Who manages your EP lab?

There is a dedicated lead electrophysiology tech, Kelly Gilchrest, RCES, in addition to a cardiac catheterization lab manager, Steven Newsome, RCIS, who oversee the clinical and daily operations of the lab. Together, they have over 35 years of EP and cardiac cath lab experience. Kelly is an exceptional tech in the EP lab, and is sought after by the physicians for his expertise. All EP staff are highly trained and dedicated to performing procedures in the EP lab. It truly takes a special person to work in the EP lab, and we have the best and the brightest.

What new equipment, devices, and/or products have been introduced at your lab lately?

We currently have available the most advanced 3D electroanatomical mapping, intracardiac echocardiography and different ablation technologies, including open- and closed-irrigation radiofrequency ablation and cryoablation. We will soon have cryoballoon ablation technology available to complement our current approach to patients with atrial fibrillation.

Who handles your procedure scheduling? Do they use particular software?

All of our EP physicians are employees of St. Luke’s, which allows them to have their patients scheduled through their offices using the Resource One software. With this software, the physicians, office secretaries, cardiac observation unit clerk, and the cath lab manager and secretary are able to access and view the EP lab schedule at any given time. Once the patient is scheduled, it is simultaneously communicated to those team members about the procedure. With this system in place, it has optimized our utilization of the EP lab.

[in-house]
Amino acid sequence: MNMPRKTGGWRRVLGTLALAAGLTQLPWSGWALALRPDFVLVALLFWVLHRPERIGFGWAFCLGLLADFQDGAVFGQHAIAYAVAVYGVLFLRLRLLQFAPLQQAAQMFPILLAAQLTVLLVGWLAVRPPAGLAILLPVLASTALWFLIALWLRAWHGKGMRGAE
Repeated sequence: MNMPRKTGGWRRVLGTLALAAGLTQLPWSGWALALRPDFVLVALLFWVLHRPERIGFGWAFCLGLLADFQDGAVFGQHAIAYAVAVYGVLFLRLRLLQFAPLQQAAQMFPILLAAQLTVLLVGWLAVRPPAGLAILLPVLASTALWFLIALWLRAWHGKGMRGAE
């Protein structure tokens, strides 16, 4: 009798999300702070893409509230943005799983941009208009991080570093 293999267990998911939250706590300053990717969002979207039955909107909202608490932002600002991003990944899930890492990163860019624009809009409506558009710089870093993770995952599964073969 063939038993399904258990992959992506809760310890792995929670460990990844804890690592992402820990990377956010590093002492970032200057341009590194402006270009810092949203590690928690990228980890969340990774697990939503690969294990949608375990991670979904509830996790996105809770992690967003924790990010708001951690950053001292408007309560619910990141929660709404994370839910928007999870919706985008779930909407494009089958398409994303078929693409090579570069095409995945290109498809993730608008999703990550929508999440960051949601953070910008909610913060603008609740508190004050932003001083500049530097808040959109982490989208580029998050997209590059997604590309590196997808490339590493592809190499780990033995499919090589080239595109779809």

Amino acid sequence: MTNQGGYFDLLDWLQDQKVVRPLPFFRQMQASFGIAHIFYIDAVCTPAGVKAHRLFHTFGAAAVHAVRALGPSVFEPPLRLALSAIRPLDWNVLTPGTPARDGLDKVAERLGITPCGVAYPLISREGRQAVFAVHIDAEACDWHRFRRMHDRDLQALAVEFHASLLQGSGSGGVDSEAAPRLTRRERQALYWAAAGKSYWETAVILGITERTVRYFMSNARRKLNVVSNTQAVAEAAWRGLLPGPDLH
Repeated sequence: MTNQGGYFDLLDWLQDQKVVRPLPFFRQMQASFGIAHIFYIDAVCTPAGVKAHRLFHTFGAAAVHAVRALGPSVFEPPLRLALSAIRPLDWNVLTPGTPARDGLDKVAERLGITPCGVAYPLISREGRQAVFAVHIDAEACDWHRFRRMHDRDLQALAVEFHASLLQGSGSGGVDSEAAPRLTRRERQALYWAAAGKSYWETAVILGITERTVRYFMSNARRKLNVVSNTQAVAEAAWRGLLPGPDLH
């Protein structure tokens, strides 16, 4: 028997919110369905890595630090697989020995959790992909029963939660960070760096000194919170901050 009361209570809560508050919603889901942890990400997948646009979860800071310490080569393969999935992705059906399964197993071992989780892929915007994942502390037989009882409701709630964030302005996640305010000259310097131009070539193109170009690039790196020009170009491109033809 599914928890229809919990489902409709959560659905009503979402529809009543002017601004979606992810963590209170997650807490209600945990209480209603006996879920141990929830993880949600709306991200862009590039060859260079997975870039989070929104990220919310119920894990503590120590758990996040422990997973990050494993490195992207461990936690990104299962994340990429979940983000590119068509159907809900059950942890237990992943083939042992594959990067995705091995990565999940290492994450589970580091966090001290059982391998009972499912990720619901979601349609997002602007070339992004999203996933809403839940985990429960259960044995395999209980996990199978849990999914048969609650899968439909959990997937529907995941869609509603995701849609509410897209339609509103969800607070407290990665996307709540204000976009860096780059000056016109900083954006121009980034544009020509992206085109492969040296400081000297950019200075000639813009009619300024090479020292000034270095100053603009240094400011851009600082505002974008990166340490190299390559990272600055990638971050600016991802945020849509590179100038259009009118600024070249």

Have you developed a referral base?

We have a large regional referral base that includes family practice physicians, cardiologists, and other physicians. Because a portion of our patients come from a more rural area, we have an outreach program as well. Our EP physicians periodically round in the rural St. Luke’s clinics and physician offices. They also provide community-wide education to our patients and healthcare providers in regards to new technology, procedures, and services provided by our lab.

What measures has your EP lab implemented in order to cut or contain costs?